Thomas de Lewknor, of Horsted Keynes (c.1392 - 1452) MP

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Nicknames: "Thomas Lewkenor Sir Knight", "Thomas Lewckenor", "Thomas Lewkin"
Birthplace: Haywards Heath, Sussex, UK
Death: Died in Goring By, East Preston, Sussex, England
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About Thomas de Lewknor, of Horsted Keynes

He was Knight of the Shire (Member of the House of Commons). A Lancastrian, he was attainted under Richard III.

http://thepeerage.com/p19972.htm

Sir Thomas Lewknor was born circa 1392.1 He married Phillippe Dallingridge, daughter of Sir Walter Dallingridge.1 He died in 1452.1
    Sir Thomas Lewknor fought in the Battle of Agincourt in 1415.1 He held the office of Sheriff of Sussex.1 He held the office of Sheriff of Surrey.1 He lived at Horsted Keynes, Sussex, England.1

Children of Sir Thomas Lewknor and Phillippe Dallingridge

1.Sir Roger Lewknor+2

2.Nicholas Lewknor2

Citations

1.[S62] Douglas Richardson, Magna Carta Ancestry (Baltimore, Maryland, U.S.A.: Genealogical Publishing Co, 2005), page 508. Hereinafter cited as Magna Carta Ancestry.

2.[S37] Charles Mosley, editor, Burke's Peerage, Baronetage & Knightage, 107th edition, 3 volumes (Wilmington, Delaware, U.S.A.: Burke's Peerage (Genealogical Books) Ltd, 2003), volume 1, page 657. Hereinafter cited as Burke's Peerage and Baronetage, 107th edition.

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http://our-royal-titled-noble-and-commoner-ancestors.com/p977.htm#i29360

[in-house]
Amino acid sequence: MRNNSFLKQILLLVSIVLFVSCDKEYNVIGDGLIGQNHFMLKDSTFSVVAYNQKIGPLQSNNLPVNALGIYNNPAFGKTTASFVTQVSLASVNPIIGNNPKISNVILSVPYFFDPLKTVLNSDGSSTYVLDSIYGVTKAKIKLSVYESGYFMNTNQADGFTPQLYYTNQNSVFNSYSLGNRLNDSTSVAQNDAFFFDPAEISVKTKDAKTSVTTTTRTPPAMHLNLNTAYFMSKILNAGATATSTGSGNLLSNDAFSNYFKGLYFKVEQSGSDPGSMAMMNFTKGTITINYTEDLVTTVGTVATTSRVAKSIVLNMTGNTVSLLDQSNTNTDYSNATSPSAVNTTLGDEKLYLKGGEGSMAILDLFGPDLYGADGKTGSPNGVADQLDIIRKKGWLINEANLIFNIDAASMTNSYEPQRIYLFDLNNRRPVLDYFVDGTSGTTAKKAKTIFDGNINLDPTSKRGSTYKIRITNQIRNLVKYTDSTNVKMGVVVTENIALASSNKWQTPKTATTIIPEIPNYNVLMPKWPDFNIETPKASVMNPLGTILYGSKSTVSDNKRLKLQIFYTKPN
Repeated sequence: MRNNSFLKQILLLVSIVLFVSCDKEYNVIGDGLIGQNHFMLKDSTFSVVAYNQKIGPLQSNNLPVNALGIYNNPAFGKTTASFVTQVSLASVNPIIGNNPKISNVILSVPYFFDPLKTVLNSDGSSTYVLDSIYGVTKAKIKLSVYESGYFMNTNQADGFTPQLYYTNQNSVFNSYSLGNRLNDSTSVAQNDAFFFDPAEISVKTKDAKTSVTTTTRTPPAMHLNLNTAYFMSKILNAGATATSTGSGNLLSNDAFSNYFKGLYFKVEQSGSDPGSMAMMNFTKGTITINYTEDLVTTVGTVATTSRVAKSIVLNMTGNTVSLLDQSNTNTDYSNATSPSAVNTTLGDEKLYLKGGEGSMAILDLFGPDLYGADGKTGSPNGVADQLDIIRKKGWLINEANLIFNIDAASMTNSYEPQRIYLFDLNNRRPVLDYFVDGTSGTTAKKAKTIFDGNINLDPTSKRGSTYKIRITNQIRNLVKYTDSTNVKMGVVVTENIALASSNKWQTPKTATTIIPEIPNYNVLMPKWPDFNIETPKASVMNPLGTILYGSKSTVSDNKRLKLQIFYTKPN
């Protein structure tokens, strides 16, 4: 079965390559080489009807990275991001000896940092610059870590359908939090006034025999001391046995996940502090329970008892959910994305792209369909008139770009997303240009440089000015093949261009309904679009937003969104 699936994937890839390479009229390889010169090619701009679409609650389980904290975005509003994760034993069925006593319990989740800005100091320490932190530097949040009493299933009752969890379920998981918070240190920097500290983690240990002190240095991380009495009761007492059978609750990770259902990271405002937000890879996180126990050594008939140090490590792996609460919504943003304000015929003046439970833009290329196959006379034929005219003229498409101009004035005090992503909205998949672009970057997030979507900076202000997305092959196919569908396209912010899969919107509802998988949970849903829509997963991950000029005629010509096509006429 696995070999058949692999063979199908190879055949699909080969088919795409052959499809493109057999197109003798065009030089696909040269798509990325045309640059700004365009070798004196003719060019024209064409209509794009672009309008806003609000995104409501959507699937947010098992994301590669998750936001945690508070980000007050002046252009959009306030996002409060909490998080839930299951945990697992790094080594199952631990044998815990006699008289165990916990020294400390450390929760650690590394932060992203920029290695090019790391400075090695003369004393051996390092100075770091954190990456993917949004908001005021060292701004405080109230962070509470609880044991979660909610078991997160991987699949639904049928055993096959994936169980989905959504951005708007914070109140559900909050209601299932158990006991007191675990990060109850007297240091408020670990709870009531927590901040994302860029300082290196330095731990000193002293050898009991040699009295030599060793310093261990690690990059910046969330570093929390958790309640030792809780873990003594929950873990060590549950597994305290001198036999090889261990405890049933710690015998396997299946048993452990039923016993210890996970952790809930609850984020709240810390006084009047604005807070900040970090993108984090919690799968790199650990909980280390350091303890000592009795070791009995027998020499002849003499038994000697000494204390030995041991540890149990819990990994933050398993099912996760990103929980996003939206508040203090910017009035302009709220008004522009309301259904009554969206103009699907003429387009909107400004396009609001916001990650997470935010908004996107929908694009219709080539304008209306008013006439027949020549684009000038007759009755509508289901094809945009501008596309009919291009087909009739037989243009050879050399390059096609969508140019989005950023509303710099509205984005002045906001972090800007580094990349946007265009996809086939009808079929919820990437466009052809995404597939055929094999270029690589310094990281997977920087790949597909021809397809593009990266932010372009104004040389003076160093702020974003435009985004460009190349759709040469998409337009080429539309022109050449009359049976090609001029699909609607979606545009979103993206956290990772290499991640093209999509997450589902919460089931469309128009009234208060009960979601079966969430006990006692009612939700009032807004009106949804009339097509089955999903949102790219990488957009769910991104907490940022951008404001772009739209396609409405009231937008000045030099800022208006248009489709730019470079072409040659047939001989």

Sir Thomas Lewknor, Sheriff of Surrey & Sussex, Burgess of Lewes1,2

M, b. circa 1392, d. 22 June 1452

Father Roger Lewkenor, Esq. b. c 1365, d. b 15 Nov 1400

Mother Elizabeth Carew b. c 1364, d. b 1419

    Sir Thomas Lewknor, Sheriff of Surrey & Sussex, Burgess of Lewes was born circa 1392 at of Horsted Keynes, Sussex, England; Age 12 in 1404, 19 in 1411. He married Philippa Dalyngruge, daughter of Sir Walter Dalyngruge and Margaret Chamond, before 1420; Her 2nd marriage. They had 1 son, Roger.2 Sir Thomas Lewknor, Sheriff of Surrey & Sussex, Burgess of Lewes married Elizabeth Echingham, daughter of Sir William Echyngham and Alice Batisford, after 2 October 1421; They had 5 sons (John, Thomas, Richard, Walter, & Nicholas) and 3 daughters (Alice, Jane, & Joan). Sir Thomas Lewknor, Sheriff of Surrey & Sussex, Burgess of Lewes died on 22 June 1452 at of Stoke Doyle, Northamptonshire, England.

Family 1 Philippa Dalyngruge d. 2 Oct 1421

Child ◦Sir Roger Lewknor, Sheriff of Surrey & Sussex+ b. c 1421, d. 4 Aug 1478

Family 2 Elizabeth Echingham d. a 18 Nov 1465 

Children ◦Jane Lewknor

◦Nicholas Lewknor+ b. c 1435, d. 1473

Citations

1.[S8781] Unknown author, The Royal Descents of 500 Immigrants, by Gary Boyd Roberts, p. 431; Wallop Family, p. 488.